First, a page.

Torture is wrong because it debases the torturer.
    Perhaps it might be debasing to waterboard someone who wants to kill noncombatants, but surely not anymore debasing than any other destructive act, either justified or not. So how does it follow that ‘act F is wrong’ because ‘F-ing is debasing’?

    Torture is wrong because it dishonors the image of God.
    Isn’t this just the point in contention?

    Concerning torture being ineffective:

    Hmm. Interesting.

    Concerning point (3), that ‘It negatively affects the souls and reputations of the individuals who carry it out and the country they represent.’

    Any destructive act will harm the individuals performing it. So what’s your point? This point applies mutually to killing in self-defense, or the Allies storming the beaches at Normandy, etc. But surely you don’t think these two are wrong because they ‘negatively affect the souls who done did it’.

    Perhaps it tarnishes our reputation. This is important, to some degree, but I doubt the morality of torture will be decided by it.

    Concerning your point that ‘It's illegal several times over.’ The same could be said about disobeying the Jim Crow laws when they were in effect. All that laws do is make enforcement and coercion possible on a grand scale. Hopefully the morality of an act isn’t decided by its legal status. Maybe your post isn’t trying to establish the link between torture being illegal to it being immoral—but maybe you just have in mind those people who try and argue that torture isn’t illegal.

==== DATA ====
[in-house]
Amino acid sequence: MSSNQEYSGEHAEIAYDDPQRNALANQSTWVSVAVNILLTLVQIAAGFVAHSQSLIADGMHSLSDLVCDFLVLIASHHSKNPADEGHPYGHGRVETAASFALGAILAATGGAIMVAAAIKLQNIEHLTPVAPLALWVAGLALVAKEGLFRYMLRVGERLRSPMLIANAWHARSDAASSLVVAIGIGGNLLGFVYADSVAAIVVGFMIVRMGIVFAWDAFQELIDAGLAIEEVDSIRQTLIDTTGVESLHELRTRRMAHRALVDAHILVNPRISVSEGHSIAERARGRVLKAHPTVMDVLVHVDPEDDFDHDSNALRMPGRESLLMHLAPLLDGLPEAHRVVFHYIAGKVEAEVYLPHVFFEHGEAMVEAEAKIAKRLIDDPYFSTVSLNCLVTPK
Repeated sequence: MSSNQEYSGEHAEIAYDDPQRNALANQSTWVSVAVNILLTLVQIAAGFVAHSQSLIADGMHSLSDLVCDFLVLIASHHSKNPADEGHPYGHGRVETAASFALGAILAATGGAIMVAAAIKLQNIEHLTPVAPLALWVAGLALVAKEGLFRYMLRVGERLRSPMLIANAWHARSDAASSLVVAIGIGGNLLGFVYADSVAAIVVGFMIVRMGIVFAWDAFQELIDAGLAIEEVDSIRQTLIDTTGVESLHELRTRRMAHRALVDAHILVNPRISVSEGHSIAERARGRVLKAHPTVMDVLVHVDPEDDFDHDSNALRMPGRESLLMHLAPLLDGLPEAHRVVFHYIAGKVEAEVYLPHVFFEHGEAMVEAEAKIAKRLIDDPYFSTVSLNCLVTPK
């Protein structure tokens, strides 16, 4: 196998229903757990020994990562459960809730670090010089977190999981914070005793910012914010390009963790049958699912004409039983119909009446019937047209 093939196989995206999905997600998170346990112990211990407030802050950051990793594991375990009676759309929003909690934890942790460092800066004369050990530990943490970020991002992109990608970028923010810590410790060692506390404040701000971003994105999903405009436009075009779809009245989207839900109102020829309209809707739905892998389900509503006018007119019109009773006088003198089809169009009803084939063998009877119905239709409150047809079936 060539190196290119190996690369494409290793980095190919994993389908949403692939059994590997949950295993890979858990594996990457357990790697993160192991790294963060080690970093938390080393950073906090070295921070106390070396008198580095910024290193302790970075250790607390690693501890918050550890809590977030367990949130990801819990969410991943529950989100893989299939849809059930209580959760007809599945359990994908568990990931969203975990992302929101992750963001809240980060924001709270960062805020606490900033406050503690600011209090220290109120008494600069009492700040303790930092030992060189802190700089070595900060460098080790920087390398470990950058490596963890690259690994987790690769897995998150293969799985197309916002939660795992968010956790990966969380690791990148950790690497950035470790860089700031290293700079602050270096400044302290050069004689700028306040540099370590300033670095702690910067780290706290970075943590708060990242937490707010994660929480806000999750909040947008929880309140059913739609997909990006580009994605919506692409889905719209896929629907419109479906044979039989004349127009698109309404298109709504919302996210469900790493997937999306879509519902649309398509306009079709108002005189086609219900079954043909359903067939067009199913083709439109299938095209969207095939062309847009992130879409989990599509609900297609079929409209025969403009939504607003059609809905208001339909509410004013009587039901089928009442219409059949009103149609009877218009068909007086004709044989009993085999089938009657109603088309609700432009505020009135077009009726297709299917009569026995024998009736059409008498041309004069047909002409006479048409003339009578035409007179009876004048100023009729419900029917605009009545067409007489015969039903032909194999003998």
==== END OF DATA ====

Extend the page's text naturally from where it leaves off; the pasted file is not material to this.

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  4. What I take to be the strongest case for the immorality of torture is as follows.

    It’s always wrong to bring about a per se moral evil for a per se good.
    Torture is a per se moral evil.
    Torture is always wrong, even if done as means for a per se moral good.

    Why think torture is a per se moral evil? What keeps us from categorizing it under other none per se evils like ‘killing in self-defense’ or ‘bombing military targets even when civilian casualties are highly likely to occur’?

    Well, these latter two cases are putative candidates for “double-effect” (DB) justification. DB reasoning says that an evil state of affairs can brought about so long as the evil brought about in a given effect is
    (1) not a means to the good effect
    (2) that the evil effect can be foreseen without it being intended.